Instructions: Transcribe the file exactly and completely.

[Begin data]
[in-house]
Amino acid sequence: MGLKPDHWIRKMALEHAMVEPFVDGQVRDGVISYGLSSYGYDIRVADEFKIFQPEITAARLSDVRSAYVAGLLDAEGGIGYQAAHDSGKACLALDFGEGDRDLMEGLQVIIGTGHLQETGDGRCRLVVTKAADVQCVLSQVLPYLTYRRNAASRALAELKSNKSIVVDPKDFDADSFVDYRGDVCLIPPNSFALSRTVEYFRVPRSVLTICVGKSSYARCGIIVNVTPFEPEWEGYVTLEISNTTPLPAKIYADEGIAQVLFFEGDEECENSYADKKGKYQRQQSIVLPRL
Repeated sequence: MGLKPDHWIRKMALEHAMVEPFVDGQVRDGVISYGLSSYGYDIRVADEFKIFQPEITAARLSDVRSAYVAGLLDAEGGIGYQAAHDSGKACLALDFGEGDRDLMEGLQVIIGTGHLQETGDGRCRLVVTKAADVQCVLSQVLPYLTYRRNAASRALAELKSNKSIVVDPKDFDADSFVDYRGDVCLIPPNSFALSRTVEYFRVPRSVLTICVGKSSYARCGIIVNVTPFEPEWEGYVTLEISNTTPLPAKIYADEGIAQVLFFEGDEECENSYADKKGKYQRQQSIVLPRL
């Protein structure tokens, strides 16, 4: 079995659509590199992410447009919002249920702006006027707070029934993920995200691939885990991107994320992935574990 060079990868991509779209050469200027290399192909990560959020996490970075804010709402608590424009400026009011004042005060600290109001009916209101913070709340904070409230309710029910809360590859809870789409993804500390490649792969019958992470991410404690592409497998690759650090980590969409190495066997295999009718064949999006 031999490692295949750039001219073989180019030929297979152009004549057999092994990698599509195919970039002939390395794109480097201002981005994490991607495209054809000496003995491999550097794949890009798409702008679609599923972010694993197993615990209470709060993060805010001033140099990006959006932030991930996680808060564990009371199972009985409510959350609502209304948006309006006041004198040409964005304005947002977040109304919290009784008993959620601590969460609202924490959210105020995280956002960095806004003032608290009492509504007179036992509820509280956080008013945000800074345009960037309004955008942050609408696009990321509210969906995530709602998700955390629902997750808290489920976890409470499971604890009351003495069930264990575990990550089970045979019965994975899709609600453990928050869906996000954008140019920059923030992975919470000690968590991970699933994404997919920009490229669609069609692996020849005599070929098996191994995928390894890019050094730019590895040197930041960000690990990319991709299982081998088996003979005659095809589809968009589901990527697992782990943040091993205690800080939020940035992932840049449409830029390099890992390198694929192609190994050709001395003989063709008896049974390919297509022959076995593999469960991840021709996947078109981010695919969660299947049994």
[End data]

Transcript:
[in-house]
Amino acid sequence: MGLKPDHWIRKMALEHAMVEPFVDGQVRDGVISYGLSSYGYDIRVADEFKIFQPEITAARLSDVRSAYVAGLLDAEGGIGYQAAHDSGKACLALDFGEGDRDLMEGLQVIIGTGHLQETGDGRCRLVVTKAADVQCVLSQVLPYLTYRRNAASRALAELKSNKSIVVDPKDFDADSFVDYRGDVCLIPPNSFALSRTVEYFRVPRSVLTICVGKSSYARCGIIVNVTPFEPEWEGYVTLEISNTTPLPAKIYADEGIAQVLFFEGDEECENSYADKKGKYQRQQSIVLPRL
Repeated sequence: MGLKPDHWIRKMALEHAMVEPFVDGQVRDGVISYGLSSYGYDIRVADEFKIFQPEITAARLSDVRSAYVAGLLDAEGGIGYQAAHDSGKACLALDFGEGDRDLMEGLQVIIGTGHLQETGDGRCRLVVTKAADVQCVLSQVLPYLTYRRNAASRALAELKSNKSIVVDPKDFDADSFVDYRGDVCLIPPNSFALSRTVEYFRVPRSVLTICVGKSSYARCGIIVNVTPFEPEWEGYVTLEISNTTPLPAKIYADEGIAQVLFFEGDEECENSYADKKGKYQRQQSIVLPRL
């Protein structure tokens, strides 16, 4: 079995659509590199992410447009919002249920702006006027707070029934993920995200691939885990991107994320992935574990 060079990868991509779209050469200027290399192909990560959020996490970075804010709402608590424009400026009011004042005060600290109001009916209101913070709340904070409230309710029910809360590859809870789409993804500390490649792969019958992470991410404690592409497998690759650090980590969409190495066997295999009718064949999006 031999490692295949750039001219073989180019030929297979152009004549057999092994990698599509195919970039002939390395794109480097201002981005994490991607495209054809000496003995491999550097794949890009798409702008679609599923972010694993197993615990209470709060993060805010001033140099990006959006932030991930996680808060564990009371199972009985409510959350609502209304948006309006006041004198040409964005304005947002977040109304919290009784008993959620601590969460609202924490959210105020995280956002960095806004003032608290009492509504007179036992509820509280956080008013945000800074345009960037309004955008942050609408696009990321509210969906995530709602998700955390629902997750808290489920976890409470499971604890009351003495069930264990575990990550089970045979019965994975899709609600453990928050869906996000954008140019920059923030992975919470000690968590991970699933994404997919920009490229669609069609692996020849005599070929098996191994995928390894890019050094730019590895040197930041960000690990990319991709299982081998088996003979005659095809589809968009589901990527697992782990943040091993205690800080939020940035992932840049449409830029390099890992390198694929192609190994050709001395003989063709008896049974390919297509022959076995593999469960991840021709996947078109981010695919969660299947049994």